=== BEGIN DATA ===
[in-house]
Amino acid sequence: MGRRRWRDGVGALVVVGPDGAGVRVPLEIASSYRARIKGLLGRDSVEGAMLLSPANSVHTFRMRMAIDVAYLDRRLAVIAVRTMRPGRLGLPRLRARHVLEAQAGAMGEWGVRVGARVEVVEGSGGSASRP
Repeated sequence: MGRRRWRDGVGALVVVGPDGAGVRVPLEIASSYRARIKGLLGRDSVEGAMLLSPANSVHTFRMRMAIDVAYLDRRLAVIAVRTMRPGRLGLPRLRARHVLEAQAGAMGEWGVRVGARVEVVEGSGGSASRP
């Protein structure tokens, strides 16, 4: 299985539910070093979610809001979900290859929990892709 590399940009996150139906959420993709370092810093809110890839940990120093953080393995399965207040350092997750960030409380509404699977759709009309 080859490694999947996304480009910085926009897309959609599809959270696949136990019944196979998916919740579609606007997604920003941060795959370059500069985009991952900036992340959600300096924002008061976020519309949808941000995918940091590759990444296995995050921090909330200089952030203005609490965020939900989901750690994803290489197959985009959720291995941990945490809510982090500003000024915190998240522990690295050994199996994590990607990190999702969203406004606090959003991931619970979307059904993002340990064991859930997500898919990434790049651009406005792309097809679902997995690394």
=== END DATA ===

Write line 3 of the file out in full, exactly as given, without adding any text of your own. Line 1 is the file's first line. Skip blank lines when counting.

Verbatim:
Repeated sequence: MGRRRWRDGVGALVVVGPDGAGVRVPLEIASSYRARIKGLLGRDSVEGAMLLSPANSVHTFRMRMAIDVAYLDRRLAVIAVRTMRPGRLGLPRLRARHVLEAQAGAMGEWGVRVGARVEVVEGSGGSASRP